October 13, 2019 28th Sunday in Ordinary Time Fr Andy Upah

Twenty-eighth Sunday in Ordinary Time

Reading 1 2 KGS 5:14-17

Responsorial Psalm PS 98:1, 2-3, 3-4

  1. (cf. 2b) The Lord has revealed to the nations his saving power.

Reading 2 2 TM 2:8-13

Alleluia 1 THES 5:18

In all circumstances, give thanks,
for this is the will of God for you in Christ Jesus.

Gospel LK 17:11-19

Homily for Nativity on the Twenty-Eighth Sunday in Ordinary Time 

   In our old Testament reading and in the Gospel we hear of lepers being healed.  Leprosy, at that time, was a death sentence and it forced people into isolated colonies so that others would not contract the disease, so they could no longer worship with their community or do anything with their families and friends.  

   So these healings were a pretty big deal to these people with leprosy, it was basically giving them their lives back again.

   In the Old Testament, Naaman was so thankful he wanted to give a gift to the profit who had commanded him to plunge into the Jordan.  Ultimately he realized it was God who did the healing because he said: "I will no longer offer holocaust or sacrifice to any other god except to the LORD."

   In the Gospel, only one returned and he glorified God in a loud voice, but we can be sure the other nine were also thankful.  It can be easy for us to judge the other nine, why didn’t they return?  Why didn’t they show their gratitude?

   Here’s the deal… we don’t have enough of the story to really judge them, (what happened on the path, what happened after they visited the priests,) the key is that they had faith and did as they were commanded.  

   See, these lepers were 25 miles from Jerusalem at the least, maybe as much as 100 miles away, we don’t know exactly where Jesus encountered them.

   But let’s just say it was 25 miles, that’s like walking from here to Dyersville, okay? That is an amazing amount of faith when Jesus said, “Go show yourselves to the priests.” They just got up and went on faith to the priests which would have been in the temple in Jerusalem.  

   They had to go show themselves to the priests to prove that they were healed so they could return to their family and friends and worship in community again.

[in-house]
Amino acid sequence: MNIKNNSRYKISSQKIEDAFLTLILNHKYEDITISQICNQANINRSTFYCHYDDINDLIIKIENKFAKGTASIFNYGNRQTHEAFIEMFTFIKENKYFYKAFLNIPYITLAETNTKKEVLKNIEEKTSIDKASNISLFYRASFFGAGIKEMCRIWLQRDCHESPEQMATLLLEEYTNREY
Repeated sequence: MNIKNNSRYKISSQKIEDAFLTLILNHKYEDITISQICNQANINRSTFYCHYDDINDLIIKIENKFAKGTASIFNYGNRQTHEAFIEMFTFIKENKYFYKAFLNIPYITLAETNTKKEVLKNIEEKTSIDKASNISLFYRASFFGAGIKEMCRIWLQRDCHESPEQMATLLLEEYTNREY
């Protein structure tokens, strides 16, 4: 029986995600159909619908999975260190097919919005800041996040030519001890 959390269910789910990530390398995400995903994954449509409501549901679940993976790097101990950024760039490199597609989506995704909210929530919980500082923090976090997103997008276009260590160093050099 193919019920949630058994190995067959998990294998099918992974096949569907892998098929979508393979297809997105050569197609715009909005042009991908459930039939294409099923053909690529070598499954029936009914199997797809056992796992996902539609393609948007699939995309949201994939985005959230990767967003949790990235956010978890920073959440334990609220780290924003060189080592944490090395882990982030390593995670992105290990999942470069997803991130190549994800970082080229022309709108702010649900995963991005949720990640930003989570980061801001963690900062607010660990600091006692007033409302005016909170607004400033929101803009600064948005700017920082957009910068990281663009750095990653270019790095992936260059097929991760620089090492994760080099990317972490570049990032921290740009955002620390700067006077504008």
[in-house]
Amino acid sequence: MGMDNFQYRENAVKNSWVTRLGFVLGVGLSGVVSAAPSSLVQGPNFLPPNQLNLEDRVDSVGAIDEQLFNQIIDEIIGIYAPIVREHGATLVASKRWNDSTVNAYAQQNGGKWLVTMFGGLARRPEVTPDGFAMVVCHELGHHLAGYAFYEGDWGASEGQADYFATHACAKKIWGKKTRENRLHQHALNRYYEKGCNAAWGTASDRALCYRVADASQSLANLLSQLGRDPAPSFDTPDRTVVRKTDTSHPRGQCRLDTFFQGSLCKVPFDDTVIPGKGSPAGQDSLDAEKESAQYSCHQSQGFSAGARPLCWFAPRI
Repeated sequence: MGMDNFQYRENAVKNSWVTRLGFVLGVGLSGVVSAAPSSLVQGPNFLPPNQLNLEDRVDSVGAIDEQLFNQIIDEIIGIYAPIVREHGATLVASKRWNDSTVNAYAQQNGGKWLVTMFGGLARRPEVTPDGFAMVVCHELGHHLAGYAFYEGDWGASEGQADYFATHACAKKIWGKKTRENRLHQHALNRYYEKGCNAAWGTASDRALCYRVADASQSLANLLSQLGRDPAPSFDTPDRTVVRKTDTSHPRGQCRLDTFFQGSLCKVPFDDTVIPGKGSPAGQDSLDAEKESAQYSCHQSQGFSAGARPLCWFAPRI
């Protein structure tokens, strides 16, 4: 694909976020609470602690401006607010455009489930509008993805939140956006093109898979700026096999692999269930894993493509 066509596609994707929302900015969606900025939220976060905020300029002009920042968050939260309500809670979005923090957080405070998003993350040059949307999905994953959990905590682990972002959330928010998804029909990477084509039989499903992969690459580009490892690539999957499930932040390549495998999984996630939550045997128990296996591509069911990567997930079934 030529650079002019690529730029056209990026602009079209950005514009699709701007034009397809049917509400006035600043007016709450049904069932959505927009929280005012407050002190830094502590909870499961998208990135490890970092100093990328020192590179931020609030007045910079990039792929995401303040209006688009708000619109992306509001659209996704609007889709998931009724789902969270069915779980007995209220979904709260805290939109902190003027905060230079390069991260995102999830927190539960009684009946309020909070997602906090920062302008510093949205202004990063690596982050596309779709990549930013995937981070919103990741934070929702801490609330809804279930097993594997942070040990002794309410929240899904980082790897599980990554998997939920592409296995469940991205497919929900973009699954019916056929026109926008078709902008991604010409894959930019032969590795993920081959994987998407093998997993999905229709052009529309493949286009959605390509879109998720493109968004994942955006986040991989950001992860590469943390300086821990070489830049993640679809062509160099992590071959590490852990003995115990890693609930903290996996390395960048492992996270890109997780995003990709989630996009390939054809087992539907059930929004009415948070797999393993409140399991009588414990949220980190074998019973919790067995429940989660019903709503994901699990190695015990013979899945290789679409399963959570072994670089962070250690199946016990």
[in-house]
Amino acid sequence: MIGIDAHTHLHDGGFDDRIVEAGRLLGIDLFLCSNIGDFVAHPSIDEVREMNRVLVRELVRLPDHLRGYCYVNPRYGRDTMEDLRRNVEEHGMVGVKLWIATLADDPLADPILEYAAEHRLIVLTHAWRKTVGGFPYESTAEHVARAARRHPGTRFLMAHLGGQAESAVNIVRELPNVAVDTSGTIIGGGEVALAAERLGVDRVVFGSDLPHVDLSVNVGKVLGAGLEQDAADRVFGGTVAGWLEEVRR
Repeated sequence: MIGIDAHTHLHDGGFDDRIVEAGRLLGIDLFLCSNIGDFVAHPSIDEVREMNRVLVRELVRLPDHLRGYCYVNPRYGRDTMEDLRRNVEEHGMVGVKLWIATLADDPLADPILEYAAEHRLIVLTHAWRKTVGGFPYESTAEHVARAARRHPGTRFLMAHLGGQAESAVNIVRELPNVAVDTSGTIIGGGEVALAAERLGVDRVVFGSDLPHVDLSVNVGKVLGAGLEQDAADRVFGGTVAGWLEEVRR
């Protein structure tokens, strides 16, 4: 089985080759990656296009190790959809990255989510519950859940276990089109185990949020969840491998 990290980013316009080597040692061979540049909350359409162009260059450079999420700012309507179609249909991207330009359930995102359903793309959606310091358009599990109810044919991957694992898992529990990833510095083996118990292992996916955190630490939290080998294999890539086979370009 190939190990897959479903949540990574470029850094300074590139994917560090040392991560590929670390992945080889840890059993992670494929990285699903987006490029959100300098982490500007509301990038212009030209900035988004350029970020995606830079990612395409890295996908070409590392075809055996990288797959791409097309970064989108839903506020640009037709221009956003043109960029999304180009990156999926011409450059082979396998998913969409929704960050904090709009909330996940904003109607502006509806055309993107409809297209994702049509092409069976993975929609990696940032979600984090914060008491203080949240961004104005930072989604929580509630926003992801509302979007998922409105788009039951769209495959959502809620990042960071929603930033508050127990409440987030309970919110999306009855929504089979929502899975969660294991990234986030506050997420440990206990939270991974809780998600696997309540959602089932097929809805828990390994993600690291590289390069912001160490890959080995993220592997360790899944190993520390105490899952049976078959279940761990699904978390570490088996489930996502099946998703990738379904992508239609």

The Priests were the ones that had to allow them back, but when they set out for Jerusalem, none of them were healed, so they were taking it on faith that they would be healed, otherwise the priests would have just kicked them out and sent them walking back 25 miles or more. 

   So it was a huge act of faith for them just to set out on this journey. Now, the foreigner, a Samaritan, the one that returned, he wouldn’t have been traveling to Jerusalem, his temple and the priest that was responsible for him would have been somewhere else in his homeland, so at some point he was going to break from the group.

   It is quite possible that he had already broken off the path from them when he was healed, and he was the only one that returned, yes, but the other nine were still doing what Jesus told them to, so no judgment there on their level of gratitude, we just know that they had faith and did what they were commanded and only the Samaritan returned to give thanks at that time.

   Do we remember to go back and say thanks for what we have been given? This story is a great reminder of the importance of showing gratitude. Obviously Luke and the Apostles felt better about the Samaritan who returned to say thanks, or they wouldn't have made such a big deal about him in this Gospel story.